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Imagine it: you’ve come into a fairly substantial sum of money. You’ve cleared your debts, and figure you’d now like to invest the money in stocks.
What’s the best way to invest the money going forward? All at once, or by putting a percentage amount of the lump sum into your chosen stocks each month?
In this example, our imaginary investor has an investment vehicle, like a Stocks and Shares ISA, and a portfolio of stocks they want to own. We are going to examine if it is better to put all of the money in at once, or to feed it in over time.
Pound cost averaging
This phrase might be familiar. Pound cost averaging is the process of buying a stock at regular intervals, say monthly. For example, an investor with a lump sum of £100,000 may choose to invest £8,333 a month over a year.
The benefit of this approach is that as the stock price fluctuates up and down, the investor is likely to buy at both the high and low points, meaning that the average price paid will even out over time. The idea is that the investor will not lose out if the market suddenly drops after investing the lump sum.
Pound cost averaging sounds good then. But there are a few drawbacks.
By holding back the money and staggering the investments, your asset allocation will have changed. For example, a £100,000 portfolio may go from having 80% of your investment in stocks and 20% in bonds, to 40% stocks, 10% bonds, and 50% cash, while you hold back money to invest over the coming months.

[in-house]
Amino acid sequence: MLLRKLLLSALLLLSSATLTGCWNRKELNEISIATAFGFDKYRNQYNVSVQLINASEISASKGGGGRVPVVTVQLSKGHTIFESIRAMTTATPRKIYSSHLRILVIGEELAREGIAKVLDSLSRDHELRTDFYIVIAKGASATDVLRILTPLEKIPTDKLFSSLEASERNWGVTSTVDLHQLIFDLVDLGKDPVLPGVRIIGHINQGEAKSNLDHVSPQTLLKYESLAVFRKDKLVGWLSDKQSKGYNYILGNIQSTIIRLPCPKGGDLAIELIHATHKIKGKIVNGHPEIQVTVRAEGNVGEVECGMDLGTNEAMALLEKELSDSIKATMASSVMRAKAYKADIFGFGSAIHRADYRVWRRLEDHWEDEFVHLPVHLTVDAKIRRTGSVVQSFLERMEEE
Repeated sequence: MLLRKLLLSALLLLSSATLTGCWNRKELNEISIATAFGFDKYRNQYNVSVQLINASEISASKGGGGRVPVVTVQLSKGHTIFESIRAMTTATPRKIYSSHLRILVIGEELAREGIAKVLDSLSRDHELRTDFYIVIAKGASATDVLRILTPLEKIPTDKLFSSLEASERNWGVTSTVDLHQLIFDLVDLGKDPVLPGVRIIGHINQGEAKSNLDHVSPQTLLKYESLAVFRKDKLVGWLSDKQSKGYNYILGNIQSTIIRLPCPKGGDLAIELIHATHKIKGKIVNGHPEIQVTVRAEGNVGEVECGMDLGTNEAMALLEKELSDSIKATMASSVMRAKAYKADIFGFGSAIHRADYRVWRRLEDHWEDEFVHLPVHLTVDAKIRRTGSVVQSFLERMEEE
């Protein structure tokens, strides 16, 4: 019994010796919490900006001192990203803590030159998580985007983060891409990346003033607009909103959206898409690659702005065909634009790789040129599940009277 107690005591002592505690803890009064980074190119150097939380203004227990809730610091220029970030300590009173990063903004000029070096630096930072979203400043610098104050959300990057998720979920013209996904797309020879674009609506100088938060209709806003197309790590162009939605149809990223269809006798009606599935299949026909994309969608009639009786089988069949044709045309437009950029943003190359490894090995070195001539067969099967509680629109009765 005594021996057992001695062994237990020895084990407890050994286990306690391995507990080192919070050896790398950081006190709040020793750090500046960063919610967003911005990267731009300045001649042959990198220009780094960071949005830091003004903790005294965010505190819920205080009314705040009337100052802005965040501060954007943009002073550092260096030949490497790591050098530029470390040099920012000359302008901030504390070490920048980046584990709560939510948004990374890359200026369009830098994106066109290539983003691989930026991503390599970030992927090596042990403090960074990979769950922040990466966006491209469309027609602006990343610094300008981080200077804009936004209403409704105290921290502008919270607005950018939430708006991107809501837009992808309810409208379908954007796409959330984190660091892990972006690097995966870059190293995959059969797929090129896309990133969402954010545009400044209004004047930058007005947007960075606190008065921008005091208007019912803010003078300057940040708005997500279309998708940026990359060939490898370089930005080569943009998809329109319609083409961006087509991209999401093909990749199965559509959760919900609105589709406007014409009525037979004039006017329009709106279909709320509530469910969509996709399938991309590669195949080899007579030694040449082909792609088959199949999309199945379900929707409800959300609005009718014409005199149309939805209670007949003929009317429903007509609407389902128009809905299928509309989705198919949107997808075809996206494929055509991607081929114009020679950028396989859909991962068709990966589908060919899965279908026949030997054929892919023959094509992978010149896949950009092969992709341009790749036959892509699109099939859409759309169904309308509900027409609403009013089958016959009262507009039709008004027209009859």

As we know, over the longer-term stocks tend to return more money to investors than cash. Therefore, the possibility of half your portfolio not significantly increasing in value is probably not an ideal situation.
This brings me to the other negative with pound cost averaging – that markets tend to go up more than they go down.
Let’s examine the alternative.
Invest it all at once
To the prudent investor, investing a lump sum at once will sound scary. In a bear market, there will be concerns that stock prices will only fall further. In a strong bull market, people will be predicting the end-times. Either outcome would be less than ideal.
There are some, like JL Collins, the author of The Simple Path to Wealth, who think it is best to invest a lump sum at once. He argues that by pound cost averaging (or dollar cost averaging, to him) you are betting that the market will go down. History, however, has shown that over longer periods, the stock market tends to go up.
Your investment will possibly earn dividends too, which could be worth more than the interest that most cash savings accounts are offering at the moment.
Each investor’s situation is different, and risk tolerance is down to personal preference. But when it comes to investing a lump sum, I think I’d take the view that it is probably better to invest it all at once.
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T Sligo has no position in any of the shares mentioned. The Motley Fool UK has no position in any of the shares mentioned. Views expressed on the companies mentioned in this article are those of the writer and therefore may differ from the official recommendations we make in our subscription services such as Share Advisor, Hidden Winners and Pro. Here at The Motley Fool we believe that considering a diverse range of insights makes us better investors.